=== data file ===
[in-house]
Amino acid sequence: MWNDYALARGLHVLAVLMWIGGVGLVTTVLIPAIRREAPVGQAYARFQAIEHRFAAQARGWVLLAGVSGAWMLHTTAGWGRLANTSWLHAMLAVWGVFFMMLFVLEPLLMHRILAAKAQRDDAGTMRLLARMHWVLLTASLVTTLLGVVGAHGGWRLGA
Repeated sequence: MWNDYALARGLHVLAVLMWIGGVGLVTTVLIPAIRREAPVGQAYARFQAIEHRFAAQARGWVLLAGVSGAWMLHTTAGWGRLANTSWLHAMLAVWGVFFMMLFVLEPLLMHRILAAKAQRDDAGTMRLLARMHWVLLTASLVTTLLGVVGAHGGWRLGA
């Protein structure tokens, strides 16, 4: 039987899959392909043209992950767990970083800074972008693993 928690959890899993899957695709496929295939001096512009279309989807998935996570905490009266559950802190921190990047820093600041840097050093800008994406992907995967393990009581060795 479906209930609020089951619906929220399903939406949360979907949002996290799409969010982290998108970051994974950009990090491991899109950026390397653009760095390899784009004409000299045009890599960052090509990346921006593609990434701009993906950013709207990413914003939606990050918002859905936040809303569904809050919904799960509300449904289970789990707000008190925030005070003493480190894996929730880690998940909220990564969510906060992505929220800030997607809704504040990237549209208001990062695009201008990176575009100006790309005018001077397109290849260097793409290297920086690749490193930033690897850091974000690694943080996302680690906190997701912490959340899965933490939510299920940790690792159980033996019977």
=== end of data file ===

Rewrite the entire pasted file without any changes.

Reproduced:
[in-house]
Amino acid sequence: MWNDYALARGLHVLAVLMWIGGVGLVTTVLIPAIRREAPVGQAYARFQAIEHRFAAQARGWVLLAGVSGAWMLHTTAGWGRLANTSWLHAMLAVWGVFFMMLFVLEPLLMHRILAAKAQRDDAGTMRLLARMHWVLLTASLVTTLLGVVGAHGGWRLGA
Repeated sequence: MWNDYALARGLHVLAVLMWIGGVGLVTTVLIPAIRREAPVGQAYARFQAIEHRFAAQARGWVLLAGVSGAWMLHTTAGWGRLANTSWLHAMLAVWGVFFMMLFVLEPLLMHRILAAKAQRDDAGTMRLLARMHWVLLTASLVTTLLGVVGAHGGWRLGA
């Protein structure tokens, strides 16, 4: 039987899959392909043209992950767990970083800074972008693993 928690959890899993899957695709496929295939001096512009279309989807998935996570905490009266559950802190921190990047820093600041840097050093800008994406992907995967393990009581060795 479906209930609020089951619906929220399903939406949360979907949002996290799409969010982290998108970051994974950009990090491991899109950026390397653009760095390899784009004409000299045009890599960052090509990346921006593609990434701009993906950013709207990413914003939606990050918002859905936040809303569904809050919904799960509300449904289970789990707000008190925030005070003493480190894996929730880690998940909220990564969510906060992505929220800030997607809704504040990237549209208001990062695009201008990176575009100006790309005018001077397109290849260097793409290297920086690749490193930033690897850091974000690694943080996302680690906190997701912490959340899965933490939510299920940790690792159980033996019977």